technique, ” id. at 1280. To supplement Judge
Jackson's findings regarding Dr. Hipskind's
experience, I note that Dr. Hipskind's curriculum vitae
lists 128 separate engagements for deposition and trial
testimony from 2006 to the present. See ECF No.
145-5 at 10-20.
end, Judge Jackson took issue only with Dr. Hipskind's
statement that the abnormalities present in the
plaintiff's brain scan were “most
consistent with the literature pertaining to” TBI. The
use of the word “most” troubled him because it
gave too much credence to SPECT imaging as a diagnostic
technique. See 45 F.Supp.3d at 1281. Still, Judge
Jackson validated Dr. Hipskind's ability to testify
“about brain SPECT imaging in general, the testing that
was performed on [the plaintiff], the resulting images, his
opinion that the images reveal areas of . . . abnormalities,
and, importantly, that the abnormalities are
‘consistent with' (as opposed to ‘most
consistent with') a traumatic brain injury.”
Id. at 1282. Such testimony, he found, “would
meet all requirements for admissibility under Rule
702.” Id. In so ruling, Judge Jackson made
clear that “other alleged shortcomings of Dr.
Hipskind's opinions” could be explored on
cross-examination and through the testimony of the
defendants' own experts. Id. Those alleged
shortcomings-“for example, that not all scientists and
doctors view SPECT imaging as valuable even today, that Dr.
Hipskind did not know or consider alternative explanations of
the abnormalities, that the images were obtained some four
and a half years after the subject accident, that even if she
has sustained a mild traumatic brain injury it might have
been caused by [a different accident], etc.”-went
“to the weight and not the admissibility of the
Hipskind and his SPECT imaging studies have been the focus of
repeated unsuccessful challenges before this district court
and others. Judge Jackson chronicles those cases, see
Id. at 1280-81, noting that Dr. Hipskind's testimony
was not excluded in any of them while recognizing that the
district judge in one of the earlier cases characterized his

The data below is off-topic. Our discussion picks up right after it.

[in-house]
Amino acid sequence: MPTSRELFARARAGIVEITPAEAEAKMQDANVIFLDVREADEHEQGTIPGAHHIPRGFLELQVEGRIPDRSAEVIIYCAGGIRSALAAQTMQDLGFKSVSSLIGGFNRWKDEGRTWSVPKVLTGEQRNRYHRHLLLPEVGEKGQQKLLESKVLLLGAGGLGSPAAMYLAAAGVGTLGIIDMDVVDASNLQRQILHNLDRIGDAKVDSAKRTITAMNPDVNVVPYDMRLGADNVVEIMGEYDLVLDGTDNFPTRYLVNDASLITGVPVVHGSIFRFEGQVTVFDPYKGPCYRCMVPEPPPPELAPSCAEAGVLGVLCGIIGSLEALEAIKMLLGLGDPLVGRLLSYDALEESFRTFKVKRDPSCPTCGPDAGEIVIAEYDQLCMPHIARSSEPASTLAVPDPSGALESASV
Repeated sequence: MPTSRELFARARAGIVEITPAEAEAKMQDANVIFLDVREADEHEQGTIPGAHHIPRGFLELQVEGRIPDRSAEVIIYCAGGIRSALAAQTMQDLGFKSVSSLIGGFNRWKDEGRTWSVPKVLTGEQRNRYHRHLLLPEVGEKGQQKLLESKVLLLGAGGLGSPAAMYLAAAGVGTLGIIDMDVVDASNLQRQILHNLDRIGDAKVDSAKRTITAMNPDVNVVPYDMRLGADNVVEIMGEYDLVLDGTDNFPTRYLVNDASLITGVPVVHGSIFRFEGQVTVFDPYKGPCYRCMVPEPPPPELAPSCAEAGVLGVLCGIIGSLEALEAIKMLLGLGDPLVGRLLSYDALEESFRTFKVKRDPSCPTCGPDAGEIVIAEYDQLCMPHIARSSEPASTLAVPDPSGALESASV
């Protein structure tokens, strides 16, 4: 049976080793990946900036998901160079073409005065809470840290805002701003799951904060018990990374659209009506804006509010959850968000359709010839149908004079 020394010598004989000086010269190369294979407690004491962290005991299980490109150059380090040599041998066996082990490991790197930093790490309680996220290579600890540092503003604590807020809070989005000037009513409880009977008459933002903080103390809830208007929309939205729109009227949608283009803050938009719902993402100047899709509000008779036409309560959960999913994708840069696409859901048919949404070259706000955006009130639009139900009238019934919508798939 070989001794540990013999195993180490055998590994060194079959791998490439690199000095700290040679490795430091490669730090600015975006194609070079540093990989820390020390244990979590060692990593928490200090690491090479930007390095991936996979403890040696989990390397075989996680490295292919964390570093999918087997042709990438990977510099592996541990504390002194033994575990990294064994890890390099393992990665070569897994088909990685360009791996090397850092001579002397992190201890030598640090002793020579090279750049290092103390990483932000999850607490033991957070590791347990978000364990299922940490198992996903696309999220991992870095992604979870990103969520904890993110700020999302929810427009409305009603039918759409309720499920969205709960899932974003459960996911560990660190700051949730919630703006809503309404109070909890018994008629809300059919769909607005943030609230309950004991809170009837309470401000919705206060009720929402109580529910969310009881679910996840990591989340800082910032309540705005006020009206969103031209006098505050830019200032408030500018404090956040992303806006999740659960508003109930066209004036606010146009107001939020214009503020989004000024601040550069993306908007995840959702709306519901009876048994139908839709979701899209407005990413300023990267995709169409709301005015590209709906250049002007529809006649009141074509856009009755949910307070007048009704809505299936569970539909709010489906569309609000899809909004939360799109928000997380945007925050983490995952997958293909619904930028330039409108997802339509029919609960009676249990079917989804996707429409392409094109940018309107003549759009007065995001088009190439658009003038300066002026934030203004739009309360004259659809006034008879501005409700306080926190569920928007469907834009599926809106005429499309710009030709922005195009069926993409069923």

testimony as “shaky but admissible.” See
Id. (quoting Searcy v. Hamburger, No.
02-cv-2260-ZLW-MJW, 2005 WL 6047271, at *5 (D. Colo. June 3,
2005)). My research has uncovered yet another case with an
outcome similar to that in Blotcher. In Lompe v.
Sunridge Partners, LLC, No. 12-cv-88-J, 2013 WL
11841489, at *1 (D. Wyo. Nov. 7, 2013), the district court
denied a motion to exclude evidence and testimony relating to
the results of a SPECT scan (which was performed by a
different doctor), stating:
Defendants may explore Dr. Hipskind's expert testimony
and his reliance on and use of the SPECT scans on
cross-examination. The issues raised in this motion go to
weight of the evidence and credibility of the witness. If
unanticipated questions arise concerning Dr. Hipskind's
testimony, they may be revisited out of the presence of the
jury at sidebar.
Id.; see also Ellis v. Liberty Life Assurance
Co., ___ F.Supp.3d ___, 2018 WL 4467197, at *2, 9, (D.
Colo. 2018 (considering Dr. Hipskind's report on a
plaintiff's SPECT brain scans in the ERISA context).
Powers has proffered no reason for me to depart from the
well-reasoned precedent set forth above. Furthermore, Dr.
Hipskind's report in the instant case contains
significant limiting language. It acknowledges, for instance,
that the scan was performed as part of a “blind
review” and twice states that “[c]lose
correlation with the patient's entire medical [or
clinical] history is advised.” ECF No. 145-3 at 5. It
also explicitly recognizes that “the utilization of
SPECT for the evaluation of psychiatric disorders is still
considered an emerging science and therefore in the
investigational stage, ” such that SPECT-based
“findings are not considered stand alone or diagnostic
per se and should always be considered in conjunction with
the patient's clinical condition.” Id.
(italics omitted). It further cautions: “These data
should only be used as additional information to add to the
clinician's diagnostic impression.” Id.
(italics omitted). In my opinion, this limiting language
assuages Defendant Powers's concern that the SPECT brain
scan will confuse or mislead the jury-particularly because
his own expert, Dr. Wortzel, will be able to espouse his
contrary position that a SPECT brain scan is of limited value
in assessing an accident victim with a pre- and post-accident
medical and neuropsychiatric history that is as complicated
as Plaintiff's. Accordingly, the first motion in limine
Motion in Limine to Exclude Accident and ...